“It’s a scam:” IRS impersonators accused of stealing millions from the elderly
The victims’ stories were heartbreaking, like the 85-year-old woman in San Diego who was fleeced out of $12,300.
Or the man in Hayward, California, who was repeatedly terrorized into paying up until his account was drained of $136,000.
They were among an estimated 15,000 people who were allegedly swindled by a network of call center workers in India who posed as IRS or other federal agents and used the threat of arrest, fines or deportation to intimidate their victims.
An indictment unsealed Thursday, October 27th revealed that 61 defendants have been swept up in the fraud scheme that prosecutors say stole more than $300 million. Twenty individuals across eight states in the U.S. have been arrested so far, and five call centers in India have been charged.
It was the second time this month that Indian call centers have been implicated in a scam where fraudsters pose as IRS agents. Police in India arrested 70 people working at nine call centers on similar charges.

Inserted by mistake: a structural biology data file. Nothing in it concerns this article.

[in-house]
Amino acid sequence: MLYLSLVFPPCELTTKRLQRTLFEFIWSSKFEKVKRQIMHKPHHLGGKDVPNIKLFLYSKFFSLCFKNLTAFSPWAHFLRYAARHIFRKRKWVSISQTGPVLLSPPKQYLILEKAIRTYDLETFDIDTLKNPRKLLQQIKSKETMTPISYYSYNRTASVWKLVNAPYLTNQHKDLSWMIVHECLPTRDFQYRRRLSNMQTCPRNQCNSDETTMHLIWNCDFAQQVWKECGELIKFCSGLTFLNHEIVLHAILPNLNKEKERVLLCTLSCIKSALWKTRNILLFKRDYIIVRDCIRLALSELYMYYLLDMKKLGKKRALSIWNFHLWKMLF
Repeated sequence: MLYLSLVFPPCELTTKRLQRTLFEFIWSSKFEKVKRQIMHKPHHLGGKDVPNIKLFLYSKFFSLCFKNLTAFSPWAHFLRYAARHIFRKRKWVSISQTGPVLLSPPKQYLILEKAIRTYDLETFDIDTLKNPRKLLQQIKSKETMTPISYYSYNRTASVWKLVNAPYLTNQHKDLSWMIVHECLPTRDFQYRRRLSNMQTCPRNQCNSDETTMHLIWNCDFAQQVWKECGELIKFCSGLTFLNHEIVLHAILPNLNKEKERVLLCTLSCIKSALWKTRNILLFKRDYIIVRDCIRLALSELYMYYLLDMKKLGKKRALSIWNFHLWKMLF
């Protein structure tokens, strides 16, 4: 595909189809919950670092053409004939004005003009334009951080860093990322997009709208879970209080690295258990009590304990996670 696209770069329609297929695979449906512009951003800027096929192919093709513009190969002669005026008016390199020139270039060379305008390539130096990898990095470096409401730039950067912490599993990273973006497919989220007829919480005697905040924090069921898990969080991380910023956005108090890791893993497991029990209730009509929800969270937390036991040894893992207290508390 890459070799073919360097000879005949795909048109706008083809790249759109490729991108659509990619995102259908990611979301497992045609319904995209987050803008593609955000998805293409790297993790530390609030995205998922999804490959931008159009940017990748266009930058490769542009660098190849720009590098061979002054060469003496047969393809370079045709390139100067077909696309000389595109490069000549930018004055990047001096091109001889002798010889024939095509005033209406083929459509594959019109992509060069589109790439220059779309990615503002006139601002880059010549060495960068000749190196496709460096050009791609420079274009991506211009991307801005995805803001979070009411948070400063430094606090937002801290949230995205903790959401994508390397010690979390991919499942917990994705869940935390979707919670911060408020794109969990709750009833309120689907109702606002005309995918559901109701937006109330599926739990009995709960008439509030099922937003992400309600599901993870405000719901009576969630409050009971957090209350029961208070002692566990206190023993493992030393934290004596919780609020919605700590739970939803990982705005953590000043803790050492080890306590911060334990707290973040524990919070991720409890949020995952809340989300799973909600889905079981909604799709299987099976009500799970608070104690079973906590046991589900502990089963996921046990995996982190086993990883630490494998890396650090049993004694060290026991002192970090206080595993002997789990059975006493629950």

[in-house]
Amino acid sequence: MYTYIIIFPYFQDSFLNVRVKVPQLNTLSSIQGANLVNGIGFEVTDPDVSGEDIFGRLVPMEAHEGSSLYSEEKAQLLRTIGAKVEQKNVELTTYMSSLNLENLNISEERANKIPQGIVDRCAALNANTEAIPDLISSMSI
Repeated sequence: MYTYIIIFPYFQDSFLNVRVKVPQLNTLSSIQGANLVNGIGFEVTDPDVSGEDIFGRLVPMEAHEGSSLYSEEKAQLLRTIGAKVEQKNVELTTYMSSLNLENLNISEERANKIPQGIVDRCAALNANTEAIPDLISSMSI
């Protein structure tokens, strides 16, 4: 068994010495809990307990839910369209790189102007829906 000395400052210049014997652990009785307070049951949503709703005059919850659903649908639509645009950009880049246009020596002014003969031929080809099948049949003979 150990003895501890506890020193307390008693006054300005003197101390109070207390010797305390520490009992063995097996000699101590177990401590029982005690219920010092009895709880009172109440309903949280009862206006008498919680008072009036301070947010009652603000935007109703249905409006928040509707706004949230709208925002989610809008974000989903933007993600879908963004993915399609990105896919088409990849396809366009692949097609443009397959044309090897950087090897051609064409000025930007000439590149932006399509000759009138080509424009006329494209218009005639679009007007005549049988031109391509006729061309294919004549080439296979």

The scam unveiled Thursday specifically preyed on the elderly and immigrants who feared deportation.
Using information obtained from data brokers and other sources, call center operators allegedly called potential victims and threatened arrest, imprisonment, fines or deportation if they did not pay taxes or penalties to the government, according to the indictment.
“If you get one of these calls, it is not the U.S. government calling you…. It’s a scam,” cautioned Assistant Attorney General Leslie R. Caldwell of the Criminal Division.
Because the alleged crimes took place in the U.S. where victims were called, prosecutors say they have federal jurisdiction even though many of the defendants are in India.